As I start writing this, Spring 2014 is 43 days, 2 hours, and a little over 26 minutes away. If I could put skates on her, I would…and if, while wearing those skates, I could push her down the hill so she could swoosh over here even faster…you get the picture. Our calendar looks like a Snow Day version of Edmond Dantès’ wall at the Chateau D’If; yes, we are ticking off the days and wondering why Winter 2014 has decided to be so persistent.
Yesterday, I’m sure you’ve concluded from all this, was another snow day. It didn’t SNOW, but there was plenty of snow still on the ground. J and I trekked to the mailbox and back twice, and didn’t enjoy the experience once we’d passed the point where our driveway ends/begins. Paul Simon might have been walking on New York City snow when he came up with “slip slidin’ away.” At one point our steps were so small that it looked like we were having a grand old time tiptoeing our way to our destination. That we did this in the morning and then again in the afternoon is proof of…something, but I’ve yet to figure out if that something is 1) stupidity, 2) foolishness, 3) lack of wisdom, 4) a sense of humor, or 5) an inclination to mild masochism. The only time we found mail was in the morning; the afternoon trip was wasted. And, having sat there since the day before, the letters were so cold that I had to immediately fold them into my jacket pocket so I didn’t have to carry them in my bare hand. (Yes, that point is in favor of reasons number 1, 2, 3 and 5.)
You know that winter has gone on (for what seems like) too long when you have your seed catalogs flagged with little post-it notes (color-coded,) and the list for SPRING CLEANING! is attached to the catalogs. You’d think that, having lived here for not-yet seven months, spring cleaning wouldn’t require bold and italicized capital letters followed by an exclamation point, but I feel like all this being-cooped-up-indoors makes it important to open windows (the only two the whole house has,) sliding glass doors (three of them,) and every single door to let the air come in from the NW and out the SE…or vice versa. I am walking around reciting Neruda under my breath, and not the happy, sensual stuff that makes you want to watch Il Postino with a bottle of wine, three boxes of Kleenex and every single bit of sad trivia you remember about how Massimo Troisi didn’t live to see this masterpiece he so wanted to film. No, I’m walking around reciting the Neruda of strife and loneliness, which -yes- is still some of the most life-affirming poetry you’ll ever experience, but I’m doing it in slippers, pajamas, and sipping hot tea.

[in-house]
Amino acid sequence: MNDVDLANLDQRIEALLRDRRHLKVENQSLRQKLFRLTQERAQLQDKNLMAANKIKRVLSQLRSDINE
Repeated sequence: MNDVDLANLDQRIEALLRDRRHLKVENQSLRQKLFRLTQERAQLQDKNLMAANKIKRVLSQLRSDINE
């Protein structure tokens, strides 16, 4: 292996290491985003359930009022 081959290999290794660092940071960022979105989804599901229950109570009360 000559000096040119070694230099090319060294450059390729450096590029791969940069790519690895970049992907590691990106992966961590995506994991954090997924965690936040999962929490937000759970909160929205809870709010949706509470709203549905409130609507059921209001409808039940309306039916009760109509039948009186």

On Monday night J sensed that we’d be getting a call from Kierkegaard. Here we were, insisting that there would be school on Tuesday, and J kept coming upstairs to ask for his IT’S A SNOW DAY! PECS card. When the phone rang, I simply grabbed some chocolate-covered pomegranate seeds and went to tell J. He gave me a look that clearly indicated I was fool to think he didn’t KNOW this already. We passed the day rather pleasantly; our focus is on getting him to recognize the numbers and the words for them, and he finds this entertaining. I am more and more convinced that he can read better than we’ve been able to assess, but I can’t quite figure out how to get him to do it outside of the exercises we’re doing. When I read to him, he can complete sentences, but I know that is as much memorization as inference from what he sees in the illustrations. We work our way slowly through exercises, and I leave plenty of room for J to respond spontaneously. I’ve noticed that he does look for the “pattern” to match what he’s seeing on the screen of his iPad, and that he knows the letters as we read and sign them, but I don’t know how deftly he reaches the point of recognition. We know, because we’ve seen it at work, that J has a mind palace, a method of loci, a mnemonic catalog allows him to connect things; he doesn’t use it like Sherlock Holmes does (I’ve yet to see either Jeremy Brett or Benedict Cumberbatch reacting to the notion of a dog with the alacrity that J applies to this particular exercise,) but it’s there. The mechanics of reading, of course, are there, but I don’t know how much of the comprehension we are tapping into here. I refuse to give up, however, and -knowing the way I am when I’m bound and determined to achieve something- I will find some way to push forward on J’s reading skills.
Mind you: this is not about him analyzing Tolstoy or writing a dissertation on the novels of Steinbeck. This is about the simplest tasks…putting his thoughts out there when he needs to, rudimentary as it might be. Now that I’ve got his attention (and I KNOW I do because I see it in the way he goes from screen to paper to flashcard to sign to my lips to screen to his hand to pencil,) I need to use it wisely.
My take on all this is that if I can persuade J to steam cauliflower, puree it and throw it into a meal he’s going to eat (without any pretense at disguising that the weird smell we all sniff at is coming from our shoes or wet socks,) anything else I try to accomplish with him is possible. The degree to which it’s possible is what we have yet to determine. He recognizes pictures and matches them to words, but now I want to see if I can catch the word in a sea of others and get him to identify it…match it to the mental picture.
Forty-three days, and a little over ten minutes until Spring 2014 arrives…and I obviously have something lined up for every single day, and some of it might be improbable.